[JURIST] UN High Commissioner on Human Rights Navi Pilay [official profile] on Saturday urged the Syrian government [press release] to heed to the demands of protesters instead of responding with violence. Pilay warned that continued repression of the Syrian people would only lead to more anger and violence. She advised the Syrian government to look to the recent events in Tunisia, Egypt, Libya, Yemen and Bahrain as examples of the futility of suppressing protests. Pilay called for the Syrian government to guarantee protesters legitimate rights to peaceful expression and to work with the protesters to resolve their issues. Pilay expressed concern over violent repression of protests after the Syrian government announced a set of political and economic reforms stating, “Actions speak much louder than words, to announce a package of long-overdue and very welcome reforms, and then to open fire at protesters in the streets the very next day sends diametrically opposite signals and seriously undermines trust.” Also on Saturday, the Syrian government freed 260 political detainees [AFP report] from Saydnaya prison in an overture to the protesters as protests in the country continued with protesters setting fire to a police station and local headquarters of the ruling Baath party. Pilay also stressed the need for an independent investigation into the death of several protesters and called for the immediate release of all detained political prisoners.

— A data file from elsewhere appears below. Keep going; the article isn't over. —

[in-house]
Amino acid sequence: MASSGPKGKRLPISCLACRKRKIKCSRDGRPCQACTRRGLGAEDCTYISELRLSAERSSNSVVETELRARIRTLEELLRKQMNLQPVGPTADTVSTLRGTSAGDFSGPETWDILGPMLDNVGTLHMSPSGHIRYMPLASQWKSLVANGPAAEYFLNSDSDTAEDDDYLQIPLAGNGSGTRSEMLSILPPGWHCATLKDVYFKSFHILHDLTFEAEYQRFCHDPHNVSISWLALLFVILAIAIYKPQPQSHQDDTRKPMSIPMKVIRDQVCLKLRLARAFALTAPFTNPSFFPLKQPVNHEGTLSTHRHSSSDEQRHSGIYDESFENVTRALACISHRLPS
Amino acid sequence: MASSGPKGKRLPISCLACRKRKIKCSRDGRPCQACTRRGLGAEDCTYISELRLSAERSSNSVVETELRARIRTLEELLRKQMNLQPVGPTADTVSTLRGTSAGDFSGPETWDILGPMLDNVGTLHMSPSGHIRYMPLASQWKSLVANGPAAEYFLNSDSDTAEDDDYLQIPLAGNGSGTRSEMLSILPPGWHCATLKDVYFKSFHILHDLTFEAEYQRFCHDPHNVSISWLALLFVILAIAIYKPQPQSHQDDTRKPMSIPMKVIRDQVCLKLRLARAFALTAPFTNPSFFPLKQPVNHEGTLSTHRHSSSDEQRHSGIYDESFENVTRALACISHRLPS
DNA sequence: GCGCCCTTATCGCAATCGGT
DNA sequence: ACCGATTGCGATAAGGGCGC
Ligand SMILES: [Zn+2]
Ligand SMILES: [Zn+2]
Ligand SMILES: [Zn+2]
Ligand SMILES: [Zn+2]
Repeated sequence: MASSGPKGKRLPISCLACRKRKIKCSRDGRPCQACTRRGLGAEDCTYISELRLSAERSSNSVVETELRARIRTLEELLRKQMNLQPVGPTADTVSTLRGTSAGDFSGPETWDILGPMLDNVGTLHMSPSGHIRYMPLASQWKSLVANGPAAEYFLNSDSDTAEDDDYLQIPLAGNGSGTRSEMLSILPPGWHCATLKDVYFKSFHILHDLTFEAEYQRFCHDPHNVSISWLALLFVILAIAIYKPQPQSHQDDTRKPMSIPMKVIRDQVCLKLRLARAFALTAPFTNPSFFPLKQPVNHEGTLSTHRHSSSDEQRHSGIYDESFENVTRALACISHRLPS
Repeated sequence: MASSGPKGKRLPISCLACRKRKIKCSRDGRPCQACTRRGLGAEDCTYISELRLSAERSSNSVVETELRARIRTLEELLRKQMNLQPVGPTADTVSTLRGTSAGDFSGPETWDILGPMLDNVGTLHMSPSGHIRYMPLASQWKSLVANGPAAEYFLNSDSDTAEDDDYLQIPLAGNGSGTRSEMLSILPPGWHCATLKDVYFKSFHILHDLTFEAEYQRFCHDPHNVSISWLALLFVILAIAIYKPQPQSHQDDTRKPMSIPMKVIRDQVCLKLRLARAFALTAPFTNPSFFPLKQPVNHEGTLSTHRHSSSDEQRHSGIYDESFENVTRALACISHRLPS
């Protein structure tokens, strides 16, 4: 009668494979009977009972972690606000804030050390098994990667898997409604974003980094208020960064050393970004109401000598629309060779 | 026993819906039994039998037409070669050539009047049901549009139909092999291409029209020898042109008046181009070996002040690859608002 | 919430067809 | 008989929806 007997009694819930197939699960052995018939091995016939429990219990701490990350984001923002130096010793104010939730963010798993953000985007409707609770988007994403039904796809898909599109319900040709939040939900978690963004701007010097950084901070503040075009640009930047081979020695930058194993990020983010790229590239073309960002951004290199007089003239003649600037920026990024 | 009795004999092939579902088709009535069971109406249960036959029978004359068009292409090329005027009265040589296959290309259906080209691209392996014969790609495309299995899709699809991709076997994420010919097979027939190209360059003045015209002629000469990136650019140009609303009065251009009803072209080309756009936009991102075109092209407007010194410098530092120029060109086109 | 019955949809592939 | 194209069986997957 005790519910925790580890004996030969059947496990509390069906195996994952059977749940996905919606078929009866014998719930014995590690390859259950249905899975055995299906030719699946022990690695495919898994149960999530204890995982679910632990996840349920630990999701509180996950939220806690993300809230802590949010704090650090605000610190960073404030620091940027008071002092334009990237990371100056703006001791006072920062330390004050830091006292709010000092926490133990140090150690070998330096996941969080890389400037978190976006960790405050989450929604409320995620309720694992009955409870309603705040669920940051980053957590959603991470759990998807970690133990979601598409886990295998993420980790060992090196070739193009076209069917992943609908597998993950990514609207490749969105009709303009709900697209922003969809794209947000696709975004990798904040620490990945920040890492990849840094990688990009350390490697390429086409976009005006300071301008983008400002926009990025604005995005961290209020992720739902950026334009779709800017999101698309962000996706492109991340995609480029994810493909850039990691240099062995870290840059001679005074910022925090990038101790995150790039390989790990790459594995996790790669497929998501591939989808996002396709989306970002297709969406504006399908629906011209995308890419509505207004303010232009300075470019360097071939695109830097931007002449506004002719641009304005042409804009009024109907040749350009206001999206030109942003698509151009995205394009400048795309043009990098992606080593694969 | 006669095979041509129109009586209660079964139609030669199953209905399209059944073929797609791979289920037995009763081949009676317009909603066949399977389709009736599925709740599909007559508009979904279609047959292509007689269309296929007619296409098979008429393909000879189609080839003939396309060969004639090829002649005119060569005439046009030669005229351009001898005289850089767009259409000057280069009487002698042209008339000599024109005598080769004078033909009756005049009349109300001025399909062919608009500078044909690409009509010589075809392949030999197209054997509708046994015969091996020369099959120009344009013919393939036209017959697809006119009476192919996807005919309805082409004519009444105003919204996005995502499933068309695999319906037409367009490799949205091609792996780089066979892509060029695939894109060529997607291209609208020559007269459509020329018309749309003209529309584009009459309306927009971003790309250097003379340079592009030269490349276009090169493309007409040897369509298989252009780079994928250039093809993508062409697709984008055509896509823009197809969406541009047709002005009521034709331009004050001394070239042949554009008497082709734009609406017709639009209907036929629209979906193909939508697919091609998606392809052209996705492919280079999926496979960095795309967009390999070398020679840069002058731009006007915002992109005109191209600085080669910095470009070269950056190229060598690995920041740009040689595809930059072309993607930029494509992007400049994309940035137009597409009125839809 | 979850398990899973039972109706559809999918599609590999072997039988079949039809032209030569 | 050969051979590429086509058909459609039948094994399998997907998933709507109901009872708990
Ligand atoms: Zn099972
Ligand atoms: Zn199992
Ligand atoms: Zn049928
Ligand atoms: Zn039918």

Amidst the continuing protests in the country, an adviser to Syrian President Bashar al-Assad [Al Jazeera profile] on Thursday announced that the government was considering lifting [JURIST report] the country’s 48-year-old state of emergency law and would work to better protect citizens’ human rights. On Tuesday, the UN Office of the High Commissioner for Human Rights (OHCHR) [official website] also expressed concern [JURIST report] over violence against protesters in Syria. Earlier this month, a military court in Syria sentenced a human rights activist [JURIST report] accused of harming the country’s relations with Iran to 18 months in prison. Ali Abdullah’s sentence was based on allegations that he made critical comments against Iran [AP report], thereby harming Syria’s relations with a foreign country. Last month, Syria appeared to be lifting the four-year-old ban [JURIST report] on social media sites Facebook [website; JURIST news archive] and YouTube [website; JURIST news archive] as a concession to avoid popular upheaval [DP news report]. The Syrian protests may have been inspired by the recent unrest in Egypt, where nearly 400 people were killed and 5,500 were wounded during the three weeks of protests that led to the February resignation [JURIST report] of former president Hosni Mubarak [Al Jazeera profile].